To tackle the problem, FAO's toolkit details three general levels where action is needed:
High priority should be given to reducing food wastage in the first place. Beyond improving losses of crops on farms due to poor practices, doing more to better balance production with demand would mean not using natural resources to produce unneeded food in the first place.
In the event of a food surplus, re-use within the human food chain-- finding secondary markets or donating extra food to feed vulnerable members of society-- represents the best option. If the food is not fit for human consumption, the next best option is to divert it for livestock feed, conserving resources that would otherwise be used to produce commercial feedstuff.
Where re-use is not possible, recycling and recovery should be pursued: by-product recycling, anaerobic digestion, compositing, and incineration with energy recovery allow energy and nutrients to be recovered from food waste, representing a significant advantage over dumping it in landfills. Uneaten food that ends up rotting in landfills is a large producer of methane, a particularly harmful GHG.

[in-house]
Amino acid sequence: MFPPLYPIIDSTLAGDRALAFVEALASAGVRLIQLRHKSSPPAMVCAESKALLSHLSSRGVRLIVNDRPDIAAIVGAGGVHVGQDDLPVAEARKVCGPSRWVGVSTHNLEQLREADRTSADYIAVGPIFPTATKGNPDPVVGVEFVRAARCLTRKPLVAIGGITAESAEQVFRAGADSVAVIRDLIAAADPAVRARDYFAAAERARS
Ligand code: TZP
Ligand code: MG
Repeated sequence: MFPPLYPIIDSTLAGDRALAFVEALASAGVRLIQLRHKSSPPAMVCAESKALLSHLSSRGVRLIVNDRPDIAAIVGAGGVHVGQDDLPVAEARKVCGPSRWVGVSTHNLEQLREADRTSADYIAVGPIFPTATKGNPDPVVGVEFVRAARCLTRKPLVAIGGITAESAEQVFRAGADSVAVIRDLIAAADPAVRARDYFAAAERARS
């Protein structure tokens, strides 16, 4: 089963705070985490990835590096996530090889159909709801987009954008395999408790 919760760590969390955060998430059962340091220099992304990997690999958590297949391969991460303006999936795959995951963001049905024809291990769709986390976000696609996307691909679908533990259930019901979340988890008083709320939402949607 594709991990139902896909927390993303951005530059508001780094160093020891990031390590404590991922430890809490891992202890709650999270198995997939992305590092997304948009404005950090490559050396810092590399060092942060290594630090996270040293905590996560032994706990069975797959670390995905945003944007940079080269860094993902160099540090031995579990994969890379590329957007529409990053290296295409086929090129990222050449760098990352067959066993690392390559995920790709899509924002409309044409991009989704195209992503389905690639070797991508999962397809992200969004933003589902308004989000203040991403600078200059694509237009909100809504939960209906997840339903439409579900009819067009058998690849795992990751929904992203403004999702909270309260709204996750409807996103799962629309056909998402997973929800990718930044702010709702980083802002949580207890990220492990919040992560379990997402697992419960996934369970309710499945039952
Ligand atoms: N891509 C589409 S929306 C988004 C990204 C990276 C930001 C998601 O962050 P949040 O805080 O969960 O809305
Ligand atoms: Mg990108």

Funding for the Food Wastage Footprint report and toolkit was provided by the government of Germany.
Read in more detail about FAO's specific recommendations for reducing food wastage.
This article is shared from National Geographic. Please go here to read the original post.
Editor's Note: Tristram Stuart is one of National Geographic's 2014 Emerging Explorers, part of a program that honors tomorrow's visionaries—those making discoveries, making a difference, and inspiring people to care about the planet.
Tristram Stuart thinks we should do something revolutionary with food: Eat it.
The British author calls the problem of food waste "scandalous and grotesque" and cites statistics to prove it: